By Jim Loney
MIAMI, Feb 22 (Reuters) - A hurricane that hit Miami in 1926 would cause up to $157 billion in damage if it were to strike today, according to a study published this week.
U.S. storm costs are rising because of higher populations and wealth on the coasts, not a spike in the number or power of hurricanes, the study said.
Its conclusions run counter to the notion that the $150 billion in damages caused by the destructive Atlantic hurricane seasons of 2004 and 2005 might be linked to global warming, which some scientists believe is behind a spate of extraordinarily powerful hurricanes in recent years.
An extrapolation of current trends "suggests a storm like the 1926 Great Miami Hurricane could result in perhaps $500 billion in damage as soon as the 2020s," the study said.
Hurricanes and their destructive potential have become a key concern in global energy, insurance and commodities markets in the last decade. Scientists believe the Atlantic basin entered a new era of more frequent hurricanes around 1995, which could last 25 to 40 years.
The study found that the 1926 Miami hurricane would have caused the largest losses in history — $140 billion to $157 billion — if it struck today, accounting for inflation and massive building along the Miami coastline in the last 80 years.
That toll would have far exceeded the current costliest hurricane, Katrina, which killed 1,500 people when it swamped New Orleans and the Gulf of Mexico coast in 2005, causing $81 billion in damage.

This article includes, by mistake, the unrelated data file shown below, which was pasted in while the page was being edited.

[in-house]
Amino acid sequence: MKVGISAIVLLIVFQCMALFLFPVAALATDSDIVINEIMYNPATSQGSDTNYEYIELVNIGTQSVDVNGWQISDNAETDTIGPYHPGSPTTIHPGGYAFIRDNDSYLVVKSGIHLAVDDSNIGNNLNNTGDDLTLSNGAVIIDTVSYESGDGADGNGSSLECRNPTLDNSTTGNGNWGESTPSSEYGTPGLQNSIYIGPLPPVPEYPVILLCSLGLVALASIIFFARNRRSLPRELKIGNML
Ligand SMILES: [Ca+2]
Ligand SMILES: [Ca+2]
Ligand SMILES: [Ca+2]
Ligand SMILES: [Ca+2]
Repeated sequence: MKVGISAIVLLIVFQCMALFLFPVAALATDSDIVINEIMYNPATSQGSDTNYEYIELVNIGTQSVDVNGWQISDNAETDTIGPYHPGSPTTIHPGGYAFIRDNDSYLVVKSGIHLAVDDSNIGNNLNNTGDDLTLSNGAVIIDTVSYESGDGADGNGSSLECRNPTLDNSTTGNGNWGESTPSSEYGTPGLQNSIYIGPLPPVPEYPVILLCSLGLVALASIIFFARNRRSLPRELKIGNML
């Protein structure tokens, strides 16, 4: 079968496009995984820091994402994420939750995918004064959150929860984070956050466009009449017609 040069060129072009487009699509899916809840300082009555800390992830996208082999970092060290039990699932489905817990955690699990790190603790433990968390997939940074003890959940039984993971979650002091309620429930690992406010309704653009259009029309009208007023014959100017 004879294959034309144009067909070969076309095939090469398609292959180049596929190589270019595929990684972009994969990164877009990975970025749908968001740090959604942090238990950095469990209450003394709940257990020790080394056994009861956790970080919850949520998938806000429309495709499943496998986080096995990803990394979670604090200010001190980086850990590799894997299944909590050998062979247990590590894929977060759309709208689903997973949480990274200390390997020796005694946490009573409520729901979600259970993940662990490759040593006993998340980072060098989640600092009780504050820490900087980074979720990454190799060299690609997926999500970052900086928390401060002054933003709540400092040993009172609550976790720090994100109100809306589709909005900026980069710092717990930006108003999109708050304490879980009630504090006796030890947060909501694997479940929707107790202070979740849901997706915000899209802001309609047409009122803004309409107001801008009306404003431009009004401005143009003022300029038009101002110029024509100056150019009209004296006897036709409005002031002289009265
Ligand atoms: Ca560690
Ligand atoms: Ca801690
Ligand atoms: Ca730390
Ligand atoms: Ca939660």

"There is nothing in the U.S. hurricane damage record that indicates global warming has caused a significant increase in destruction along our coasts," Chris Landsea, one of the study’s authors and a leading skeptic on the influence global warming may have on hurricanes, said in a statement.
The study looked at mainland U.S. hurricane damage from 1900 to 2005 and found that there was no trend of increasing damage. On average, hurricanes have caused about $10 billion damage yearly in the United States for the last 106 years.
About 85 percent of the damage is caused by what scientists call "major" hurricanes, Category 3, 4 or 5 on the five-step Saffir-Simpson scale of hurricane intensity, which feature sustained winds above 110 mph (177 kph). Only 24 percent of cyclones that hit the United States are major ones.
The study estimated that because of inflation and coastal construction, the damage caused by the 1926 Miami hurricane would have measured $72 billion in 1995 and then jumped to as much as $157 billion just 10 years later.
Some risk analysts estimated damage tolls could be expected to double roughly every 10 years because of the increasing numbers of buildings, construction costs, and other factors.
"Unless action is taken to address the growing concentration of people and property in coastal hurricane areas, the damage will increase by a great deal as more people and infrastructure inhabit these coastal areas," said Landsea, a researcher with the U.S. National Oceanic and Atmospheric Administration.
The study was published in Natural Hazards Review, a publication aimed at civil engineers. (Editing by Eric Walsh)